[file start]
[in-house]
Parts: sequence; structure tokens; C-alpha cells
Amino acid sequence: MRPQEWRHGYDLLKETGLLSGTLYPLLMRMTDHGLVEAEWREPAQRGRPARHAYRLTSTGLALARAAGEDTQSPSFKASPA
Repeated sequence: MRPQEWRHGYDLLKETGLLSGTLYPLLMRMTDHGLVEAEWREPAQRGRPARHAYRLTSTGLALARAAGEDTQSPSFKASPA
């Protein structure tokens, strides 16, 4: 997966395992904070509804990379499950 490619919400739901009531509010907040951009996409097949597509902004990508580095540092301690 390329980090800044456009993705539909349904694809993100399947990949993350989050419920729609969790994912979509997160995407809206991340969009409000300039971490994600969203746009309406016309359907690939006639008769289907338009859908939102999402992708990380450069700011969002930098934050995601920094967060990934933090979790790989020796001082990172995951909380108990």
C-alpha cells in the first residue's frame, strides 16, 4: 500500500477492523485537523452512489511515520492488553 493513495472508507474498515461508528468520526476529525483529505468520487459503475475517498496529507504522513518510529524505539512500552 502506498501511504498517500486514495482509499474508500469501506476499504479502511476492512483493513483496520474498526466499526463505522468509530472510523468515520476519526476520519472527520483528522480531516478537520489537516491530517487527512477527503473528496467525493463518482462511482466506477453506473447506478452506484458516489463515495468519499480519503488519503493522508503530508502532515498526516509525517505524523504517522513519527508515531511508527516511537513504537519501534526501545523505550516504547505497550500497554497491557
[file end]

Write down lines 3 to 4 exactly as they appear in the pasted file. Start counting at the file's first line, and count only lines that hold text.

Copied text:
Amino acid sequence: MRPQEWRHGYDLLKETGLLSGTLYPLLMRMTDHGLVEAEWREPAQRGRPARHAYRLTSTGLALARAAGEDTQSPSFKASPA
Repeated sequence: MRPQEWRHGYDLLKETGLLSGTLYPLLMRMTDHGLVEAEWREPAQRGRPARHAYRLTSTGLALARAAGEDTQSPSFKASPA